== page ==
FARMER FOCUS: Please tell police about poachers

What a difference a month makes. October has turned into the wettest month of the year, with the now familiar sight of water standing in low areas.

It is evident that one dry summer with good cultivations does not rectify our annus horribilis of 2012. The areas of heavily damaged soil are clearly visible, with crop discolouration the key indicator. There is a lot of work to do over the coming years to get the soil structure back into shape.

Although cultivations will pay a huge part in improving the soil structure, the other main area to investigate will be the soil itself and to increase our understanding of how this living organism works.

The driver for this is the excellent Nuffield report written by Tom Bradshaw – of Harvest 13 fame. As we all rely on the soil, I urge you to download a copy and unleash the thought-provocation process.

From being on top of our spray programme, the change in the weather has caused the workload to start stacking up. Post-emergence blackgrass control needs to get under way in wheat, with the weed now at the two to three leaf stage in early drilled crops.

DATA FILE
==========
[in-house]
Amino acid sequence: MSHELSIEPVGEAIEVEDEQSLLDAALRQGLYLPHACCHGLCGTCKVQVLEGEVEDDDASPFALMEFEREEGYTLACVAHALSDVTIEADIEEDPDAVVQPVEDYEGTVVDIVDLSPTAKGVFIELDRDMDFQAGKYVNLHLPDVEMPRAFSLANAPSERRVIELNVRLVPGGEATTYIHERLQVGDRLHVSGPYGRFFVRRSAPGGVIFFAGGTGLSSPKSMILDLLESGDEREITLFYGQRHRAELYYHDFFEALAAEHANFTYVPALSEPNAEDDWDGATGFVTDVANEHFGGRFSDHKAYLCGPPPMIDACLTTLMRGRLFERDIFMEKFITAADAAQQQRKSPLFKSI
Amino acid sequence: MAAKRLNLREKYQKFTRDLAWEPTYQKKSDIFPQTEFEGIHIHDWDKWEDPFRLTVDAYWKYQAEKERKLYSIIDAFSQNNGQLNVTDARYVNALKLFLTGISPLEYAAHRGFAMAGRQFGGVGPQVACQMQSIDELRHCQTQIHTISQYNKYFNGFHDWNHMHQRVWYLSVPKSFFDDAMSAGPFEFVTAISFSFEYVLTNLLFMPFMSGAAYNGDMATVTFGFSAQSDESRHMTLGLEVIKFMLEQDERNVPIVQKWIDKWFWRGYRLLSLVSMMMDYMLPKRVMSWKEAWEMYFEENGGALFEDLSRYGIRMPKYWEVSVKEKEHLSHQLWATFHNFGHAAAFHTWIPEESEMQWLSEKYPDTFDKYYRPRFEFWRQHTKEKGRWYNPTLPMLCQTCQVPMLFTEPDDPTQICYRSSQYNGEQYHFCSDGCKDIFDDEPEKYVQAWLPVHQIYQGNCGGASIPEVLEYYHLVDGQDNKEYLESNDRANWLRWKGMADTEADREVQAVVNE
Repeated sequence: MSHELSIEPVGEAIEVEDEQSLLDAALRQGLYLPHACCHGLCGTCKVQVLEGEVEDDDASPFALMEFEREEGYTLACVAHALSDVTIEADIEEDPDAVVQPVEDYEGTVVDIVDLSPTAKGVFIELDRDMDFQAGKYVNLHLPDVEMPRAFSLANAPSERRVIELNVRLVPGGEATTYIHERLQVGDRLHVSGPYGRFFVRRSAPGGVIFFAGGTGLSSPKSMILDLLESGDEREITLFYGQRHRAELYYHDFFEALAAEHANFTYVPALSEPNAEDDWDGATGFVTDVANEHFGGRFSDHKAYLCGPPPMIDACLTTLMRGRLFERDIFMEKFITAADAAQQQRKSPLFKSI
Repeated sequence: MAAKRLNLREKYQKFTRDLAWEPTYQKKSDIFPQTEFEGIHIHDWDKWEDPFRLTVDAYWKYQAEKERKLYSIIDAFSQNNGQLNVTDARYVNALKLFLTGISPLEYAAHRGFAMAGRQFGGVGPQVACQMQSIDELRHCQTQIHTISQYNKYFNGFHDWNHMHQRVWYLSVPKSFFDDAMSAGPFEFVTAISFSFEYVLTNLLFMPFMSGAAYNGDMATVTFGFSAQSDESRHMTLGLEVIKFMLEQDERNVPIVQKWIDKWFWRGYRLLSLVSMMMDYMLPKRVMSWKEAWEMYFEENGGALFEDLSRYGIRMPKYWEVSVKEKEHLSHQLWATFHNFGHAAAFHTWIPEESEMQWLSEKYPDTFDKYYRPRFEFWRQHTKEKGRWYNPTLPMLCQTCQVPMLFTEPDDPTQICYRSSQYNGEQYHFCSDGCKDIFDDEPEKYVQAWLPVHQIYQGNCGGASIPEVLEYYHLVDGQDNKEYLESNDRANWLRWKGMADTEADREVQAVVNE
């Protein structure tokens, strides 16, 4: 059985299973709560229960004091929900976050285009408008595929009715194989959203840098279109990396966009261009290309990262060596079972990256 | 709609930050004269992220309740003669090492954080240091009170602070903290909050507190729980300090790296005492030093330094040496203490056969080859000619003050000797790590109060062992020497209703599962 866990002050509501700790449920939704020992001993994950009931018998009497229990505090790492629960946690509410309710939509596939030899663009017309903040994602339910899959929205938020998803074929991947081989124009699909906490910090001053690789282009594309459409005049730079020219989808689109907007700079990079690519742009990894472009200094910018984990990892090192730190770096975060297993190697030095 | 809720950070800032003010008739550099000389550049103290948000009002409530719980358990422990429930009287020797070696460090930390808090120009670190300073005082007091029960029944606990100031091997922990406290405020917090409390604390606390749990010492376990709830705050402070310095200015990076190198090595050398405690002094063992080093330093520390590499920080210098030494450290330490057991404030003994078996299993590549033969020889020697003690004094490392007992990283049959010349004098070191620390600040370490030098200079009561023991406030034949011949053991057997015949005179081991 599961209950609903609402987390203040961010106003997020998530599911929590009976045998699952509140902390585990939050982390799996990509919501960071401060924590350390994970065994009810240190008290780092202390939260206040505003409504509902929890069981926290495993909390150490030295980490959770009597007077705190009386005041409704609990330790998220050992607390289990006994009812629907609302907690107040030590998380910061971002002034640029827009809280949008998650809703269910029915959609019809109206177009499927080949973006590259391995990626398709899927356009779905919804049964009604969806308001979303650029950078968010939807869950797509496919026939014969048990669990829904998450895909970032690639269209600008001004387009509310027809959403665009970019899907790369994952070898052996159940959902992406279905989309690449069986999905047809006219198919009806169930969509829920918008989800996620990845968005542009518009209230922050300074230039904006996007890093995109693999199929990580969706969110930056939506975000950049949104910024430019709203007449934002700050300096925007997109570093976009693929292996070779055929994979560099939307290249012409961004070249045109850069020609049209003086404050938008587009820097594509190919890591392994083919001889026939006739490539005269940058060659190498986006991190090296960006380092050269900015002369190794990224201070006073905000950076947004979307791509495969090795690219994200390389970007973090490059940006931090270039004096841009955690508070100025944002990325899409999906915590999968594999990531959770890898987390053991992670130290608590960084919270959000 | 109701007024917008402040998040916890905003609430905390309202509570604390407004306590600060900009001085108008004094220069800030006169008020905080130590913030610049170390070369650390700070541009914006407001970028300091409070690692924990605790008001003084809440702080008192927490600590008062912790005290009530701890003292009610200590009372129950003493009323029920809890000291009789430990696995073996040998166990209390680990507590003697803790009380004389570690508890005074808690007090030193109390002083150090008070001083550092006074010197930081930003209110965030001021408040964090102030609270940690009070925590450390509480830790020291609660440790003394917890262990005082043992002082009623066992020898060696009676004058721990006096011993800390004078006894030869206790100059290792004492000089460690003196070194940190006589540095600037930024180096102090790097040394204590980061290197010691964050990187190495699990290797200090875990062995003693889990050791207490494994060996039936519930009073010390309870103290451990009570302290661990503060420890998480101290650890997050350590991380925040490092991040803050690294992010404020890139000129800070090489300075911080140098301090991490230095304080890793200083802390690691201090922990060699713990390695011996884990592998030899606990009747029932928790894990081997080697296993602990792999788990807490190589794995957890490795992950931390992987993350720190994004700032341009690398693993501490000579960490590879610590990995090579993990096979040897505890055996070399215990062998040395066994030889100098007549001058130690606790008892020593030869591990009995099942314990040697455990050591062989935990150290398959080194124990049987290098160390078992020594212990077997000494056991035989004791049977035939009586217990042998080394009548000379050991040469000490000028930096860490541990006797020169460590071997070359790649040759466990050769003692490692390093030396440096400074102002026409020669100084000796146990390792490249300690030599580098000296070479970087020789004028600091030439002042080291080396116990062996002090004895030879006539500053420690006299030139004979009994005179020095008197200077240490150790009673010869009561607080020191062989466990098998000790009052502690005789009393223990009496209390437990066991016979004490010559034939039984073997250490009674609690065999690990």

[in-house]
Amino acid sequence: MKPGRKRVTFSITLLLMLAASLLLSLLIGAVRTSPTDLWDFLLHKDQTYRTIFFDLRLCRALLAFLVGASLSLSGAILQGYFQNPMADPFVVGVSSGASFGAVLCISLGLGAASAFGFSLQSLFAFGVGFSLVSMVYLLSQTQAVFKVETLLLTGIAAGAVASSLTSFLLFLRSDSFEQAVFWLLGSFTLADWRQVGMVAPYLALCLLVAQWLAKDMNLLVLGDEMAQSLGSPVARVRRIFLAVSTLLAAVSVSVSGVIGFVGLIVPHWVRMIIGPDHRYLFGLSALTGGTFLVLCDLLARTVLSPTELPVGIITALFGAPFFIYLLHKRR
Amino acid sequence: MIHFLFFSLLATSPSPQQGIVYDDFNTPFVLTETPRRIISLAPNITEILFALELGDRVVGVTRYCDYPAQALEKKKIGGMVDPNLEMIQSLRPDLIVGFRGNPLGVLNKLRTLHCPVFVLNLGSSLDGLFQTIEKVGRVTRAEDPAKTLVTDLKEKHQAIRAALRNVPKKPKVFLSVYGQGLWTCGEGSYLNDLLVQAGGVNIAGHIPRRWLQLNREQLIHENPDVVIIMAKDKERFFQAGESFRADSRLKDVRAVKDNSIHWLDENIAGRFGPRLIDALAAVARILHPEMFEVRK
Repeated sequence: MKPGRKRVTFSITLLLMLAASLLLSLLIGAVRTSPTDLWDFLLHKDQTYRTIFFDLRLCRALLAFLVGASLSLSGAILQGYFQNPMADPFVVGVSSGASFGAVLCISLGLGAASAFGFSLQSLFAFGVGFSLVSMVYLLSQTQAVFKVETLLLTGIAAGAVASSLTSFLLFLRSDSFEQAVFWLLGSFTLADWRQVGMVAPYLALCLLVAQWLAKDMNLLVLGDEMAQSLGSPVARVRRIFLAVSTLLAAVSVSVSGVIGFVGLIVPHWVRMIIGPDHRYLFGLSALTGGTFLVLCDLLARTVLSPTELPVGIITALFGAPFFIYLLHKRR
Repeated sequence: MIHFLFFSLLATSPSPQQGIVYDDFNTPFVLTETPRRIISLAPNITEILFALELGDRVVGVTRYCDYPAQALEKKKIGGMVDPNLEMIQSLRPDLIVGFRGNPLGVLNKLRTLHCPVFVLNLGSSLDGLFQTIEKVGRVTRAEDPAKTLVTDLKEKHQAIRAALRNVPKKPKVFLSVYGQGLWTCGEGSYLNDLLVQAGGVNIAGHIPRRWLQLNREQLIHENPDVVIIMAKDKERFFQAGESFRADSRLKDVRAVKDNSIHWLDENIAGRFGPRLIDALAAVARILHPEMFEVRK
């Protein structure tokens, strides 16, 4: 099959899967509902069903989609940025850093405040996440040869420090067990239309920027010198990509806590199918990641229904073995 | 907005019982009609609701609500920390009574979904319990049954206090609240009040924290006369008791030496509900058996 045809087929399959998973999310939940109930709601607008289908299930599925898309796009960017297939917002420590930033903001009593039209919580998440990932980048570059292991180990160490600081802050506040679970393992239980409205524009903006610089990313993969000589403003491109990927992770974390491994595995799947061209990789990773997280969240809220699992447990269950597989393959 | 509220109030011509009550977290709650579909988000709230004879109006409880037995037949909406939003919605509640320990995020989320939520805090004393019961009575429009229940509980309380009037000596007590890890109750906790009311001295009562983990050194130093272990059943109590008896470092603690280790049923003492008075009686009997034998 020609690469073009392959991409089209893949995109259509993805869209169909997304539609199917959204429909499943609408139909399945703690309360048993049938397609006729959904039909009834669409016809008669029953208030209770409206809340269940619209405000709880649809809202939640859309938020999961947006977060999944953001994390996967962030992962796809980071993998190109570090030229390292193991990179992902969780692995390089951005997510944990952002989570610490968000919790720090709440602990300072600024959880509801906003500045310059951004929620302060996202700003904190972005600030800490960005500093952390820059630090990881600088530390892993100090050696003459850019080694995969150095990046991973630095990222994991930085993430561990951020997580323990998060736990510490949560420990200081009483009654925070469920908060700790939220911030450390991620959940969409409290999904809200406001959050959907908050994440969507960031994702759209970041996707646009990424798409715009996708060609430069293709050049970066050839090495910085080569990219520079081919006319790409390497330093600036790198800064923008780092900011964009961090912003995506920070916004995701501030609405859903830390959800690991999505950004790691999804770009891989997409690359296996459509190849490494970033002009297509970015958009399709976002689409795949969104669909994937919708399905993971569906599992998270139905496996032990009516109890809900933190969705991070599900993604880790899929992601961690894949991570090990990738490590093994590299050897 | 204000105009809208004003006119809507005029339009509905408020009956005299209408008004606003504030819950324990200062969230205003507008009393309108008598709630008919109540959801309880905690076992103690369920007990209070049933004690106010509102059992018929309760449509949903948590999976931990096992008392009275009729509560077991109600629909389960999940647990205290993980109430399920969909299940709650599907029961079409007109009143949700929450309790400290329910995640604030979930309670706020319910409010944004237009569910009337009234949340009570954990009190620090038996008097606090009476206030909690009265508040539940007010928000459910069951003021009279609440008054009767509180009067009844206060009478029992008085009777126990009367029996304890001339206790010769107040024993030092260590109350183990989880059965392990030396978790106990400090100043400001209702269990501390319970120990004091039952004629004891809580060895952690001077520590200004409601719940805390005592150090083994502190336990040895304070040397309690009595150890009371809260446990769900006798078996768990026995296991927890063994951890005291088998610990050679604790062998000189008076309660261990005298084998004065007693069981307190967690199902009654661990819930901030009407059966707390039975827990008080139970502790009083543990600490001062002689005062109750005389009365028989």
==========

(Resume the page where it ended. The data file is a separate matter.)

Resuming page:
Soil temperatures need to drop so that we can contemplate starting Kerb applications on oilseed rape. Although the crop is quite large at the moment, experience has taught us that rainfall after application does get the chemical down to the blackgrass.

A growth regulatory fungicide will also be required on the vast majority of the crop. No complaints about that though.

Now that crops are well established and the fields are too wet to travel on, why is it that certain makes of estate cars carrying dogs are able to traverse these fields at ease? The annual autumn invasion of poachers has started and so our fortification of the farm will continue.

Other than solid barriers, nothing seems to deter these people, not even having their vehicles crushed. Please report these incidents – many don’t – because without reports no action can be taken.

Jon Parker manages 1,500ha near Stratford-upon-Avon, Warwickshire, on a medium to heavy land for Ragley Home Farms, predominantly arable growing wheat, oilseed rape, and salad onions. There is also a beef-fattening unit and sheep flock

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